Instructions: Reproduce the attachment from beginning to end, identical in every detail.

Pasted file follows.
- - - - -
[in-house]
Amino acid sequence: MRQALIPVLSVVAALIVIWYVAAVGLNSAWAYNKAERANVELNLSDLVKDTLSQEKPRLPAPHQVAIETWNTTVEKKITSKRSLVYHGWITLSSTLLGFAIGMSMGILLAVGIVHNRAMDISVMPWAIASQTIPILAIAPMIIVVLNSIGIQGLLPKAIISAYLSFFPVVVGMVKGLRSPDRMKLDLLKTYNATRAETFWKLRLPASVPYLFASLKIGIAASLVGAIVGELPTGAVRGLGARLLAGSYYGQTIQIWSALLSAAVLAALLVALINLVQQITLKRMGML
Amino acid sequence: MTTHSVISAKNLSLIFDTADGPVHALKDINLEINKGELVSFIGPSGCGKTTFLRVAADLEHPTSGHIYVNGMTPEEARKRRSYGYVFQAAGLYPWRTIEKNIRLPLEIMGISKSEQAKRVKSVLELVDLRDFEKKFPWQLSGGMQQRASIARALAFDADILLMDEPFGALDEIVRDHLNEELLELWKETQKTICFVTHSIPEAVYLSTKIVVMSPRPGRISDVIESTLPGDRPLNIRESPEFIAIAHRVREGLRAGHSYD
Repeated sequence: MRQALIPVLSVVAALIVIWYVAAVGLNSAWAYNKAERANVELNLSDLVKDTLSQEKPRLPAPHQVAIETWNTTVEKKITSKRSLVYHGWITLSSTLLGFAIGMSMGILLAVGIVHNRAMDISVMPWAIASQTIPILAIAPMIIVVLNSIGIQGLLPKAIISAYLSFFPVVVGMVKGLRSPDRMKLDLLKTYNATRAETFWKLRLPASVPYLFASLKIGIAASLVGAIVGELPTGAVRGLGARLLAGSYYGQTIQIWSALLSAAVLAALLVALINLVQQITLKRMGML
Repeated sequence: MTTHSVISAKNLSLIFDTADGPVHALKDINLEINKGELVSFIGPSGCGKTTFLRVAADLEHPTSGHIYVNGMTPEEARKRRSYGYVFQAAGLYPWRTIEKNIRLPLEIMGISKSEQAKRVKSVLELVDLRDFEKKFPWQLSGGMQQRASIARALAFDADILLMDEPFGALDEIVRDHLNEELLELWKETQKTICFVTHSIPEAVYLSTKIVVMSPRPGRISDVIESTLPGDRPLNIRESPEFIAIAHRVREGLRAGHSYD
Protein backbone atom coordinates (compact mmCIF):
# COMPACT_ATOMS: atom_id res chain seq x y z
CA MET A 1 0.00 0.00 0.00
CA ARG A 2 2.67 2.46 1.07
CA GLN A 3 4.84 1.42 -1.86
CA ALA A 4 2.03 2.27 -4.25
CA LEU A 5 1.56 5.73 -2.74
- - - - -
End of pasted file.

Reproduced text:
[in-house]
Amino acid sequence: MRQALIPVLSVVAALIVIWYVAAVGLNSAWAYNKAERANVELNLSDLVKDTLSQEKPRLPAPHQVAIETWNTTVEKKITSKRSLVYHGWITLSSTLLGFAIGMSMGILLAVGIVHNRAMDISVMPWAIASQTIPILAIAPMIIVVLNSIGIQGLLPKAIISAYLSFFPVVVGMVKGLRSPDRMKLDLLKTYNATRAETFWKLRLPASVPYLFASLKIGIAASLVGAIVGELPTGAVRGLGARLLAGSYYGQTIQIWSALLSAAVLAALLVALINLVQQITLKRMGML
Amino acid sequence: MTTHSVISAKNLSLIFDTADGPVHALKDINLEINKGELVSFIGPSGCGKTTFLRVAADLEHPTSGHIYVNGMTPEEARKRRSYGYVFQAAGLYPWRTIEKNIRLPLEIMGISKSEQAKRVKSVLELVDLRDFEKKFPWQLSGGMQQRASIARALAFDADILLMDEPFGALDEIVRDHLNEELLELWKETQKTICFVTHSIPEAVYLSTKIVVMSPRPGRISDVIESTLPGDRPLNIRESPEFIAIAHRVREGLRAGHSYD
Repeated sequence: MRQALIPVLSVVAALIVIWYVAAVGLNSAWAYNKAERANVELNLSDLVKDTLSQEKPRLPAPHQVAIETWNTTVEKKITSKRSLVYHGWITLSSTLLGFAIGMSMGILLAVGIVHNRAMDISVMPWAIASQTIPILAIAPMIIVVLNSIGIQGLLPKAIISAYLSFFPVVVGMVKGLRSPDRMKLDLLKTYNATRAETFWKLRLPASVPYLFASLKIGIAASLVGAIVGELPTGAVRGLGARLLAGSYYGQTIQIWSALLSAAVLAALLVALINLVQQITLKRMGML
Repeated sequence: MTTHSVISAKNLSLIFDTADGPVHALKDINLEINKGELVSFIGPSGCGKTTFLRVAADLEHPTSGHIYVNGMTPEEARKRRSYGYVFQAAGLYPWRTIEKNIRLPLEIMGISKSEQAKRVKSVLELVDLRDFEKKFPWQLSGGMQQRASIARALAFDADILLMDEPFGALDEIVRDHLNEELLELWKETQKTICFVTHSIPEAVYLSTKIVVMSPRPGRISDVIESTLPGDRPLNIRESPEFIAIAHRVREGLRAGHSYD
Protein backbone atom coordinates (compact mmCIF):
# COMPACT_ATOMS: atom_id res chain seq x y z
CA MET A 1 0.00 0.00 0.00
CA ARG A 2 2.67 2.46 1.07
CA GLN A 3 4.84 1.42 -1.86
CA ALA A 4 2.03 2.27 -4.25
CA LEU A 5 1.56 5.73 -2.74